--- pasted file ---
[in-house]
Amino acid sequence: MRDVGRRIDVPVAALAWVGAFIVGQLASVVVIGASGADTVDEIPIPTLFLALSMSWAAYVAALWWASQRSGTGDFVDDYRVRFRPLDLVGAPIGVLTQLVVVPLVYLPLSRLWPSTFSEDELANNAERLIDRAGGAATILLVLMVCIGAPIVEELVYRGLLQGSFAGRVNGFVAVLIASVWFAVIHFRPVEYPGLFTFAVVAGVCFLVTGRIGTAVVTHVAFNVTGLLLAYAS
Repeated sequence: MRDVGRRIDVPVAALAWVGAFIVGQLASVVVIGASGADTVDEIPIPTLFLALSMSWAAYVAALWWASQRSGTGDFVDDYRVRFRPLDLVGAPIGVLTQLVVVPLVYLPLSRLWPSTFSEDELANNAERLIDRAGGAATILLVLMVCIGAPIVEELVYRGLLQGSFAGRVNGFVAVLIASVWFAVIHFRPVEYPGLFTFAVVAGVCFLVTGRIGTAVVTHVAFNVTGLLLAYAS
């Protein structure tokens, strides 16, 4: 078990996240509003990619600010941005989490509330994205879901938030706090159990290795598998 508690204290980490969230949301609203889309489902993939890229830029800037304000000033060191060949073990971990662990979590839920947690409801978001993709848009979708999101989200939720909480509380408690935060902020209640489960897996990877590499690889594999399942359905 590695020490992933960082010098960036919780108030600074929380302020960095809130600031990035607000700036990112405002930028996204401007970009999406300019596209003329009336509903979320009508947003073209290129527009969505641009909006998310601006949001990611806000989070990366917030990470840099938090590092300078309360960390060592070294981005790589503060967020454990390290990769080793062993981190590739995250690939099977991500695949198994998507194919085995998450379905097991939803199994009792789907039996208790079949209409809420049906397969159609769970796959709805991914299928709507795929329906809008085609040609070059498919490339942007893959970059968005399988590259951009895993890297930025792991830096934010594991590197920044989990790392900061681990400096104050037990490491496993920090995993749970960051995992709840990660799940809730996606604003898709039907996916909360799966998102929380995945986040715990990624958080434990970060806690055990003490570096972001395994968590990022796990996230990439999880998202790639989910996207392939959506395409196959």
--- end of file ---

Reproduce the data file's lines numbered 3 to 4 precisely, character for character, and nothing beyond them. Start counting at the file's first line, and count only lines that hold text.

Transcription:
Repeated sequence: MRDVGRRIDVPVAALAWVGAFIVGQLASVVVIGASGADTVDEIPIPTLFLALSMSWAAYVAALWWASQRSGTGDFVDDYRVRFRPLDLVGAPIGVLTQLVVVPLVYLPLSRLWPSTFSEDELANNAERLIDRAGGAATILLVLMVCIGAPIVEELVYRGLLQGSFAGRVNGFVAVLIASVWFAVIHFRPVEYPGLFTFAVVAGVCFLVTGRIGTAVVTHVAFNVTGLLLAYAS
């Protein structure tokens, strides 16, 4: 078990996240509003990619600010941005989490509330994205879901938030706090159990290795598998 508690204290980490969230949301609203889309489902993939890229830029800037304000000033060191060949073990971990662990979590839920947690409801978001993709848009979708999101989200939720909480509380408690935060902020209640489960897996990877590499690889594999399942359905 590695020490992933960082010098960036919780108030600074929380302020960095809130600031990035607000700036990112405002930028996204401007970009999406300019596209003329009336509903979320009508947003073209290129527009969505641009909006998310601006949001990611806000989070990366917030990470840099938090590092300078309360960390060592070294981005790589503060967020454990390290990769080793062993981190590739995250690939099977991500695949198994998507194919085995998450379905097991939803199994009792789907039996208790079949209409809420049906397969159609769970796959709805991914299928709507795929329906809008085609040609070059498919490339942007893959970059968005399988590259951009895993890297930025792991830096934010594991590197920044989990790392900061681990400096104050037990490491496993920090995993749970960051995992709840990660799940809730996606604003898709039907996916909360799966998102929380995945986040715990990624958080434990970060806690055990003490570096972001395994968590990022796990996230990439999880998202790639989910996207392939959506395409196959």